• Don Logan from Sexy Beast is described by actor Ben Kingsley as the unhappiest man in the world, Logan is clearly hated even by his friends and colleagues. Upon arriving in Spain, he is given a cold and awkward reception by his old friends, who are clearly terrified of him. Once they go against his wishes, however, he launches into a nearly unending tirade of abuse and self-pity, painting their every action is a personal affront to him. After he is ultimately killed, his boss doesn't even bother taking revenge for the murder, since he didn't like him.
  • Captain Byron Hadley from The Shawshank Redemption is an angry, amoral man who constantly swears and attacks people in almost every scene that he is in. At the beginning of the film, he brutally beats a prisoner to death simply for crying because it was his first night in prison. He ultimately reveals himself as a coward by "sobbing like a little girl" when he's finally brought to justice and sent to Shawshank as an inmate; it's not at all hard to understand why.
  • Doyle Hargrave in Sling Blade. Luckily, he gets his comeuppance at the end of the film.
  • Eddie Miller, the antagonist in The Sniper, is a tightly compressed ball of rage waiting the smallest trigger—usually provided by a woman—to set him off. The best illustration probably occurs at the amusement park, where he goes from pitching baseballs with pinpoint accuracy at the trigger plate for the dunk tank to hurling them directly at the woman in the tank.
  • In Starkweather, Charlie can go from seemingly calm and polite to a raging fury in the blink of an eye.
  • Star Wars:
    • A New Hope has Cornelius Evazan, who decides he and his companion Ponda Baba don't like Luke Skywalker for no particular reason and then gets violently aggressive when Obi Wan tries to defuse things.
    Evazan: (pointing at Ponda Baba) He doesn't like you.
    Luke: I'm sorry.
    Evazan: (yanks Luke back by the shoulder to face him) I don't like you either. You just watch yourself. We're wanted men. I have the death sentence on twelve systems.
    Luke: I'll be careful. (turns away)
    Evazan: (yanks Luke back again) You'll be dead!
    Obi Wan: This one is not worth the effort. Come, let me get you something.
    Evazan angrily shoves Luke out of his seat.
    • Anakin Skywalker in the prequels is a rare heroic example of this trope. Whenever something bad happens or especially if someone he loves in danger, he will be very impulsive, hot tempered, and violent. Then again, Anakin doesn't stay a hero for long — it's this very temper, combined with the fear of losing those he loves, that ends up driving him to The Dark Side and leading to his transformation into Darth Vader.
    • Like his grandfather before him, Kylo Ren in The Force Awakens. Unlike his grandfather, He seems to prefer to take it out on inanimate objects, but if the nopetroopers' reactions are anything to go by, they don't trust him not to do the same to them. And that's before things really start to go off the rails.
  • Rodney Farva in Super Troopers.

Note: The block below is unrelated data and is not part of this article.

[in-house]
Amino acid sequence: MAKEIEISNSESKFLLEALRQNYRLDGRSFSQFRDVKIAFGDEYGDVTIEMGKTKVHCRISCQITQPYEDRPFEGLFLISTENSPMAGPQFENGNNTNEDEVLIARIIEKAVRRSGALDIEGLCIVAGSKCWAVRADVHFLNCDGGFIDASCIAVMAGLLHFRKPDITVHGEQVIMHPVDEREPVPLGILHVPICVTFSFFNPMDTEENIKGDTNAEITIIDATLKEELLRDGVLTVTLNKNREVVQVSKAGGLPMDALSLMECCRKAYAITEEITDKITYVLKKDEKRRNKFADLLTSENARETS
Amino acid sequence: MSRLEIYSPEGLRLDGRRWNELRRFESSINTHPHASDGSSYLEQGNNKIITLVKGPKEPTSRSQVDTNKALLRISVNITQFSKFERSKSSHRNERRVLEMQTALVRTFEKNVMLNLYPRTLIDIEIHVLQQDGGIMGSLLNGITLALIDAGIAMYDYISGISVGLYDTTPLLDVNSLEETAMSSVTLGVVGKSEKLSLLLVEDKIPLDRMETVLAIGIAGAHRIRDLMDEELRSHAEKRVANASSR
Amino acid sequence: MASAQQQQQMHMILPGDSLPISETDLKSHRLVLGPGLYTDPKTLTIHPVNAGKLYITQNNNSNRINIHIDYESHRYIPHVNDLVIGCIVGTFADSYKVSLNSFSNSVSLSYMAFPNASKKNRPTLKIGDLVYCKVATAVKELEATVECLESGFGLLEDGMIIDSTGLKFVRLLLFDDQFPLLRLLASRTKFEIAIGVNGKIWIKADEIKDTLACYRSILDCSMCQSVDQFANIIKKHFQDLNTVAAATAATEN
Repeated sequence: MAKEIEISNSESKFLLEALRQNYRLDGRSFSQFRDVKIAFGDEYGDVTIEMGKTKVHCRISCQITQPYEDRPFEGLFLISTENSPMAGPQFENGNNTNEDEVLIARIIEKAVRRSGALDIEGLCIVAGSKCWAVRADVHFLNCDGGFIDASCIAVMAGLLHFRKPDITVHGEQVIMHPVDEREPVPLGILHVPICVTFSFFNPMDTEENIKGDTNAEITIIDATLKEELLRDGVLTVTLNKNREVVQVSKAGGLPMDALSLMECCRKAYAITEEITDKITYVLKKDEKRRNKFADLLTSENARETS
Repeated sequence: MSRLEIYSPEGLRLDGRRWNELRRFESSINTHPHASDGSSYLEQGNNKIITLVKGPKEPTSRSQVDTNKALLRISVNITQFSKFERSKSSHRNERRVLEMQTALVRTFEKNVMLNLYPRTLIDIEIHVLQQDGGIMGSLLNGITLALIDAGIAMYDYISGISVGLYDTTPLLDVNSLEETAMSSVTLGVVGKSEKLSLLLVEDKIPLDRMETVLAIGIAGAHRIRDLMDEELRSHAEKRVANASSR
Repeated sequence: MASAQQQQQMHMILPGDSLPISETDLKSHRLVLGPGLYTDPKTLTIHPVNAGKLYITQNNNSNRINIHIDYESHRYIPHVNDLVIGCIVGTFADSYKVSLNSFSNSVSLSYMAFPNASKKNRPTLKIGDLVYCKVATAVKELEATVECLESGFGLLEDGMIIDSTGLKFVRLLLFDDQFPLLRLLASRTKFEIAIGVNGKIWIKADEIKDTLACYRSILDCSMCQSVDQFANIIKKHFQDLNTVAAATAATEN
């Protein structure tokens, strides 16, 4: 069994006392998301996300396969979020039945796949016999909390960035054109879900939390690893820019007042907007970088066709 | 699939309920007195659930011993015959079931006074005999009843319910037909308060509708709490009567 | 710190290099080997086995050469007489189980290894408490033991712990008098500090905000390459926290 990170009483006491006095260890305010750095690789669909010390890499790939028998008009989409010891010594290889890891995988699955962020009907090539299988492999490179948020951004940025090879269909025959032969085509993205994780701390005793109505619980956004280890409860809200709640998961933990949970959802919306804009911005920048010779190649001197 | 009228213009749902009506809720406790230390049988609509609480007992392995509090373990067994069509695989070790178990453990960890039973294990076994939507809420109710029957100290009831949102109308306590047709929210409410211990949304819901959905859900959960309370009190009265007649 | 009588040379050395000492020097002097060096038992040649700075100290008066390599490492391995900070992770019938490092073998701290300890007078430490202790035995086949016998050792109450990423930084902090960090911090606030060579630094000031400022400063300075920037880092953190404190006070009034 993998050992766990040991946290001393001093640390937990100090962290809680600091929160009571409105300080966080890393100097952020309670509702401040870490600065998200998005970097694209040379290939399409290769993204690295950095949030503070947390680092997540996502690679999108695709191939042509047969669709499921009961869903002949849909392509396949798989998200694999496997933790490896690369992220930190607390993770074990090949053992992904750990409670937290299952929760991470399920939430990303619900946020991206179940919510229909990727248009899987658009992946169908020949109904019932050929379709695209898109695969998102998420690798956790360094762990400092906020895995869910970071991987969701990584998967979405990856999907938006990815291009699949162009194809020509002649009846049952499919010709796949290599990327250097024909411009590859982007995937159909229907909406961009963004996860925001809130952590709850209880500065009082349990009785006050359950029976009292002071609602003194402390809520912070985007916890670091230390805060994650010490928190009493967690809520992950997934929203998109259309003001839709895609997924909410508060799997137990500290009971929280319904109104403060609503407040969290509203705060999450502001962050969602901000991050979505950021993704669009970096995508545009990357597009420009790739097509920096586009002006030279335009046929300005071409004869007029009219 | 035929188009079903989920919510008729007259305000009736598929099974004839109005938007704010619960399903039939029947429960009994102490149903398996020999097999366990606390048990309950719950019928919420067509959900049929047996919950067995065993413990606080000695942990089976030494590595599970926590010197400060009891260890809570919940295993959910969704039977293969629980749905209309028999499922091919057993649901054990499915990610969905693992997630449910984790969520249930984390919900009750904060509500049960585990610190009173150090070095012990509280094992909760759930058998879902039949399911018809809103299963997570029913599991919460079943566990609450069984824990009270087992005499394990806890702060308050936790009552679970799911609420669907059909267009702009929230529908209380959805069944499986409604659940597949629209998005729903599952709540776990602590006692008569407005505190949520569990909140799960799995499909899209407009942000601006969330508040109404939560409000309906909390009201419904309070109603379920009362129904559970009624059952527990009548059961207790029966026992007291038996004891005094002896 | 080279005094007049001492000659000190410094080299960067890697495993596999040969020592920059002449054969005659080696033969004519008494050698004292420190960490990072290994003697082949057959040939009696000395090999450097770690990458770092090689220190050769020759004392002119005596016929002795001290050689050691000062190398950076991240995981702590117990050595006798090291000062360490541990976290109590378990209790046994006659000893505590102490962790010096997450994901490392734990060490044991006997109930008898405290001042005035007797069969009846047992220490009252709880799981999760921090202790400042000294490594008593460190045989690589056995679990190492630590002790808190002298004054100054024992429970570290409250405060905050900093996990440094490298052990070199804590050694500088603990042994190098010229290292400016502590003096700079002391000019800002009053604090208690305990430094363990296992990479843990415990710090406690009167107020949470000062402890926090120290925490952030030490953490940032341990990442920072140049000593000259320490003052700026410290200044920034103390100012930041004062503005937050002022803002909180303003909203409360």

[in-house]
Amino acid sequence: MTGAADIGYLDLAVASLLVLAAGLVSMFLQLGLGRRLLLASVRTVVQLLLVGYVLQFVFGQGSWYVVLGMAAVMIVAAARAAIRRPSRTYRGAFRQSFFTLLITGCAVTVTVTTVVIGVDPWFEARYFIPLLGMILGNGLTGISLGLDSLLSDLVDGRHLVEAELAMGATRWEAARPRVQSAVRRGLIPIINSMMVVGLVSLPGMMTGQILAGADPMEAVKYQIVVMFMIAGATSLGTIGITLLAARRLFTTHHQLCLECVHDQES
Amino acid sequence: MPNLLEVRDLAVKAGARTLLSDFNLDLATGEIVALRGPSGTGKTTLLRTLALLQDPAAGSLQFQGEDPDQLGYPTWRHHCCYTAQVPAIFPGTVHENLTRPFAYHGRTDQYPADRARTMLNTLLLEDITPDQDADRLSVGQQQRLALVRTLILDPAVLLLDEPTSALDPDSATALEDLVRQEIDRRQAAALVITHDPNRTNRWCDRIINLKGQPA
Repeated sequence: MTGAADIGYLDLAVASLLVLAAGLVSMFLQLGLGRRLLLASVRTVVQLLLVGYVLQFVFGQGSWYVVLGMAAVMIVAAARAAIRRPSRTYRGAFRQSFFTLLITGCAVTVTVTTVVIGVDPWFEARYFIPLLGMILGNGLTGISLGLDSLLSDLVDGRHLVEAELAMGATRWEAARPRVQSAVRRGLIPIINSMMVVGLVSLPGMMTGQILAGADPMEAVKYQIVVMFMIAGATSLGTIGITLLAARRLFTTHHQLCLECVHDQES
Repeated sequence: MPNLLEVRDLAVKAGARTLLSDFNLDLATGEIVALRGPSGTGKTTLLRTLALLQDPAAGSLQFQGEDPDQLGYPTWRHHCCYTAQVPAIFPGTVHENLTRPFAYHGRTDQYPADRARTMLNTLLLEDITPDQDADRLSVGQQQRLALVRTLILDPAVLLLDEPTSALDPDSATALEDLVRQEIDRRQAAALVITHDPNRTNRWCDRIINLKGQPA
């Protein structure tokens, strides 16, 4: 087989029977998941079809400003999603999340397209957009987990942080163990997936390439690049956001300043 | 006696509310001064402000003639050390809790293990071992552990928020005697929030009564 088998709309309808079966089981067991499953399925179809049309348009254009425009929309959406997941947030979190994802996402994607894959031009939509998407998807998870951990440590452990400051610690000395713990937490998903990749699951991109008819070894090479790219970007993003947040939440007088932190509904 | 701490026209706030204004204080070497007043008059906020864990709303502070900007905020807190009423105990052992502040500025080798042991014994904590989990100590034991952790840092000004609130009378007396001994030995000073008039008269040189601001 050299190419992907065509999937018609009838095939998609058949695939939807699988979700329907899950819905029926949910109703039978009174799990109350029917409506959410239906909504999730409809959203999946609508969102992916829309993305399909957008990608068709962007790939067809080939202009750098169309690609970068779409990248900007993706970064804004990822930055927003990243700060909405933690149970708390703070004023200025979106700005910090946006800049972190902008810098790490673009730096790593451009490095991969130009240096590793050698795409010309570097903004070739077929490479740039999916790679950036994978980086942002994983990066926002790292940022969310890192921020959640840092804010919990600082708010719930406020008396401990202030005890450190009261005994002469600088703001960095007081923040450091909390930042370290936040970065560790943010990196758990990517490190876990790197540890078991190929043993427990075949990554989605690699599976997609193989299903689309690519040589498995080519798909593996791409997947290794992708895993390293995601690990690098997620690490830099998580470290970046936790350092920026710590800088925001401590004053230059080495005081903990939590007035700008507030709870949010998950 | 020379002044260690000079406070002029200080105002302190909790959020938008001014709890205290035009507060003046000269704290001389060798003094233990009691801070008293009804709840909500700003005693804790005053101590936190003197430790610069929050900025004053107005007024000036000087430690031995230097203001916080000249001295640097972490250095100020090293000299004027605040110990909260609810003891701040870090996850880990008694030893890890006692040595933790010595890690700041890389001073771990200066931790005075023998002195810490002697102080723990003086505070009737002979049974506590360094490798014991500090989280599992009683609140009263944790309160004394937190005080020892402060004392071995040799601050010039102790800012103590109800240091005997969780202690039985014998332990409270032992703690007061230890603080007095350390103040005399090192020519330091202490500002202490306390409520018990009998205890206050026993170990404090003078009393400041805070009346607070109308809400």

• Things to Do in Denver When You're Dead: Critical Bill has a violent quick temper. The Plan goes horribly wrong after he kills the target for repeatedly insulting him.
  • Francis Begbie from Trainspotting. He picks fights for disturbingly minor provocations, including one incident where he blamed a man eating chips of spoiling his pool shot. However, Begbie also intentionally provokes fights for no other reason than that he's addicted to violence and mayhem. In the book, Begbie is described as a large and imposing man, but director Danny Boyle decided to imply a Napoleon Complex by casting the fairly short Robert Carlyle.
  • Conspiracy Brother in Undercover Brother flies off on overly-paranoid, outraged (and often absurdly ill-informed) The Man-is-keeping-me-down rants on the flimsiest of provocations. Even someone cheerfully saying "Hi, Conspiracy Brother!" in greeting is guaranteed to send him spiraling off into a rant about how everyone assumes that black people spend all their time getting high.
    "Brother, when you get a minute, could I get a list of the words that trigger these fits?"
    • Conspiracy Brother doth protest too much. He actually does spend a lot of his time smoking pot. His paranoia is in no small amount due to this.
  • Mulligan in Underworld (1927) is one hot-tempered gangster.
  • Al Capone from The Untouchables (portrayed by Pesci's friend, Robert De Niro) whenever he is not a Hypocrite gangster in public, is easy to piss off with a single failure or even in an attempt to cross him. In the court, he had to be held by several men when his lawyer turned against him or else he could have made another baseball bat scene 2.0.
  • Cody Jarett from White Heat is another iconic example of a Hair-Trigger Temper.
  • White Wolves II: Legend of the Wild: Beri is prone to yelling at people when she's frustrated, and not in a nice way.
  • Fisher in Wild Tales has many angry outbursts through his misadventures at the towed-car lot, the city council desks (where he completely loses it and starts battering at the clerk's booth with a fire extinguisher), the arbitration audience for his divorce and the mining company he attempts to apply to. When his car gets towed away from the second time however, he slips into a state of Tranquil Fury to properly set up his revenge.
  • In Back to School, Professor Terguson is played by Sam Kinison, so of course he snaps pretty readily, but even for Kinison, he sounds like a lunatic.
    (After a student gives an account of why the Vietnam war was a disaster for America that isn't very flattering of American policy, Terguson gives a strained smile)
    Terguson: Is she right? Cause I know that's the popular version of what went on there, and a lot of people like to believe that. I wish I could, but I was there. I wasn't in a classroom, hoping I was right, thinking about it, (starts to get angrier) I was up to my knees in rice paddies, with guns that didn't work, (starts getting louder) going up against Charlie, slugging it out with him, while pussies like you, were back here partying, putting headbands on, doing drugs, listening to the Goddamn Beatles albums! (begins doing Kinison's trademark scream)
  • Downplayed with Wolverine in the X-Men Film Series, but still present.